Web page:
Gains From Trade With Extreme Differences
The law of comparative advantage shows us that people can consume more than they would be able to produce on their own. Increasing specialization implies increasing productivity, and our ability to enjoy gains from specialization and trade is one factor that helps explain our high standards of living today. Here is another example that illustrates the logic of comparative advantage.
Suppose there are two planets, Hoth and Mustafar. Hoth is an ice planet, and Mustafar is a planet covered in lava and volcanos. On Hoth, ice is everywhere while it requires the construction of special freezers on Mustafar. On Mustafar, conditions allow them to produce steel in abundance while it is much more difficult to produce steel on the ice planet of Hoth. These planets have the following production possibilities for steel and ice: residents of Hoth can produce ten tons of steel or 100,000,000 tons of ice in a given year while residents of Mustafar can produce 100,000,000 tons of steel or 10 tons of ice per year.
Notice that for both planets, self-sufficiency is incredibly expensive. Every ton of steel that Hoth residents produce themselves costs them the opportunity to produce ten million tons of ice. Every ton of ice Mustafar residents produce themselves costs them the opportunity to produce ten million tons of steel. Conversely, every ton of ice that Hoth residents produce only costs 1/10,000,000 ton of steel, and every ton of steel that Mustafar residents produce only costs 1/10,000,000 of a ton of ice.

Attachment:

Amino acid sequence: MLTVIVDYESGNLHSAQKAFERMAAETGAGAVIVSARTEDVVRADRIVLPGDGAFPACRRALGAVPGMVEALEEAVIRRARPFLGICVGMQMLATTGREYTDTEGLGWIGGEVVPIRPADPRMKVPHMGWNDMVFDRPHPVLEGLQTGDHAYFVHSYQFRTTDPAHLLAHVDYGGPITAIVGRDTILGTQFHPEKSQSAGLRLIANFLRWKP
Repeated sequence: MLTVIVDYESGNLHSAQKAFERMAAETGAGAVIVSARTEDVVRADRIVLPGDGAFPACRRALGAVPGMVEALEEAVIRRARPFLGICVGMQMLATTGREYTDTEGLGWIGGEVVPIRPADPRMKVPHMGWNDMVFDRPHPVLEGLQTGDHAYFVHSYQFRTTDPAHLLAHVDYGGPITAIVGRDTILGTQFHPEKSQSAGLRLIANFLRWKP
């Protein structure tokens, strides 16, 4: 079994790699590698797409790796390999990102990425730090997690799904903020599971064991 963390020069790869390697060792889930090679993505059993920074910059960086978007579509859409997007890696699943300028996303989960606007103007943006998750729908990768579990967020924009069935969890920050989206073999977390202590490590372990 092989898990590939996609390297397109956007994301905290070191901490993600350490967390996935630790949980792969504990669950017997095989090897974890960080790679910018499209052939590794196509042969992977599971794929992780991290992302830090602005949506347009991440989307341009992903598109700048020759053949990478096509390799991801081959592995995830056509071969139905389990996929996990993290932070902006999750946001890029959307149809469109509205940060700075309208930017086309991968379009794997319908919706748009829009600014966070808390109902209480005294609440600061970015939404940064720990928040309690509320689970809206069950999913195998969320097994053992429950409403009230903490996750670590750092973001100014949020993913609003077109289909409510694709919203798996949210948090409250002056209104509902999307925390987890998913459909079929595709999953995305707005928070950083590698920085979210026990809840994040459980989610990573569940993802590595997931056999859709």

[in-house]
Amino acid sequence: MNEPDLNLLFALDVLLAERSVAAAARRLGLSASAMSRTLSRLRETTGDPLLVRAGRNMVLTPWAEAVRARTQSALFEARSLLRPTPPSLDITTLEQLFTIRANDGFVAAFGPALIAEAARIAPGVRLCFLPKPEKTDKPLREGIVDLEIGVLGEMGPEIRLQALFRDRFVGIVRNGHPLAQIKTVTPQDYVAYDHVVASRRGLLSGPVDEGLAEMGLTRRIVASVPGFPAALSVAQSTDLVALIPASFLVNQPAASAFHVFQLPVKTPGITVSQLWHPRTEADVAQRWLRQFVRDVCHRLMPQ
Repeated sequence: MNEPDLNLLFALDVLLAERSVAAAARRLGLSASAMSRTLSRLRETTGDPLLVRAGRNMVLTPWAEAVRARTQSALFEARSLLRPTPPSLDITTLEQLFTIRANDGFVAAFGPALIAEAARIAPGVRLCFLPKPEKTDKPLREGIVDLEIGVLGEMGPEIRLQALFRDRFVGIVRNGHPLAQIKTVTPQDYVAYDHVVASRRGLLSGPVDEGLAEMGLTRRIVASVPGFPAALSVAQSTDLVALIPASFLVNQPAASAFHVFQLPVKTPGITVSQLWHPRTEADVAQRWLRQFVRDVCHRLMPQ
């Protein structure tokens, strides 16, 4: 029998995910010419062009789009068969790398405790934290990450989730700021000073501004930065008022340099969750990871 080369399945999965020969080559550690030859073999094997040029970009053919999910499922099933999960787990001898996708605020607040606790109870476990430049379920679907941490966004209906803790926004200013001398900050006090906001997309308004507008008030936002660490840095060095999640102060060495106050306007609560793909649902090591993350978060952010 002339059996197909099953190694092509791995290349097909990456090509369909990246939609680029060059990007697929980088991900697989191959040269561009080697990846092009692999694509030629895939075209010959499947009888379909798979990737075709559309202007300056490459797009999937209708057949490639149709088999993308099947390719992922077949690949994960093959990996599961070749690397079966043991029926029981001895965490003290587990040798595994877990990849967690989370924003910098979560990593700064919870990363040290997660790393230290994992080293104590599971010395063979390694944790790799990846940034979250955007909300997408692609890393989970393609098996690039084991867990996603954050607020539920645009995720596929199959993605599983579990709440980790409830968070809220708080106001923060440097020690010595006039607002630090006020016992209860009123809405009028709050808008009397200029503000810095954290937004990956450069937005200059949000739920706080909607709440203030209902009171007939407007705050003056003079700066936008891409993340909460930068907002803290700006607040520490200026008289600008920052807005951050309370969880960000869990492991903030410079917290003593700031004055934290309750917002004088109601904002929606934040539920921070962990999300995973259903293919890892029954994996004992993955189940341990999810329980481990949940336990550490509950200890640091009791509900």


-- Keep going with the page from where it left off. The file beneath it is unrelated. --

Trade can make residents of both worlds better off. To see this, suppose that each planet devotes half of its resources to steel production and half of its resources to ice production. Hoth produces five tons of steel and 50,000,000 tons of ice per year, and Mustafar produces 50,000,000 tons of steel and 5 tons of ice per year.
Now suppose they completely specialize and trade at a price of one ton of steel for one ton of ice. If Hoth trades until it has as much ice as it had before and Mustafar trades until it has as much steel as it did before, they each end up with 50,000,000 tons of steel and 50,000,000 tons of ice. Complete specialization and trade allows Hoth residents to enjoy as much ice as it did while spending half of its time on ice production but 49,999,995 more tons of steel. Complete specialization and trade allows Mustafar residents to enjoy the same amount of steel as they enjoyed while spending half their time on steel production but 49,999,995 more tons of ice. For Hoth residents, the ice price of steel has fallen to a tiny fraction of what it was before trade. For Mustafar residents, the return to steel production in terms of ice has increased enormously relative to what it was before trade.
But won’t trade destroy the steel industry on Hoth and the ice industry on Mustafar? Yes, but it is anything but clear that Hoth and Mustafar need steel and ice industries, respectively. Consider their comparative disadvantages of each. If leaders on Hoth were to close off trade with Mustafar to protect the domestic steel industry, they would increase the price of a ton of steel from one ton of ice to ten million tons of ice.